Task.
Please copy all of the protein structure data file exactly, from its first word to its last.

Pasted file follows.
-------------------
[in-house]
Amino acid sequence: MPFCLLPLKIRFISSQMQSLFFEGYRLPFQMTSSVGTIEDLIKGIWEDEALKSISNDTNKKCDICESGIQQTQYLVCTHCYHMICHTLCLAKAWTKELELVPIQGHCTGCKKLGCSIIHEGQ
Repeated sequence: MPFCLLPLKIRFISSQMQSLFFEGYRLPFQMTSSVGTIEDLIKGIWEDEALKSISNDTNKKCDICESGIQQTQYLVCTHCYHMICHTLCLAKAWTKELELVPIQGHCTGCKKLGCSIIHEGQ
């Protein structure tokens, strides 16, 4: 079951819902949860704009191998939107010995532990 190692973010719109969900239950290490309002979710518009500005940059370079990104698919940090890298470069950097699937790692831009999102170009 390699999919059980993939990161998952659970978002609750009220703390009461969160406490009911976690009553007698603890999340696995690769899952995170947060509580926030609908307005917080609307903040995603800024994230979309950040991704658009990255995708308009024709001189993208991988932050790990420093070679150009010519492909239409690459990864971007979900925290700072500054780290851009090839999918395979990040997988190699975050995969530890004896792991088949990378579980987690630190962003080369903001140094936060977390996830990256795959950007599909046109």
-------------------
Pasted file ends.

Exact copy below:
[in-house]
Amino acid sequence: MPFCLLPLKIRFISSQMQSLFFEGYRLPFQMTSSVGTIEDLIKGIWEDEALKSISNDTNKKCDICESGIQQTQYLVCTHCYHMICHTLCLAKAWTKELELVPIQGHCTGCKKLGCSIIHEGQ
Repeated sequence: MPFCLLPLKIRFISSQMQSLFFEGYRLPFQMTSSVGTIEDLIKGIWEDEALKSISNDTNKKCDICESGIQQTQYLVCTHCYHMICHTLCLAKAWTKELELVPIQGHCTGCKKLGCSIIHEGQ
């Protein structure tokens, strides 16, 4: 079951819902949860704009191998939107010995532990 190692973010719109969900239950290490309002979710518009500005940059370079990104698919940090890298470069950097699937790692831009999102170009 390699999919059980993939990161998952659970978002609750009220703390009461969160406490009911976690009553007698603890999340696995690769899952995170947060509580926030609908307005917080609307903040995603800024994230979309950040991704658009990255995708308009024709001189993208991988932050790990420093070679150009010519492909239409690459990864971007979900925290700072500054780290851009090839999918395979990040997988190699975050995969530890004896792991088949990378579980987690630190962003080369903001140094936060977390996830990256795959950007599909046109």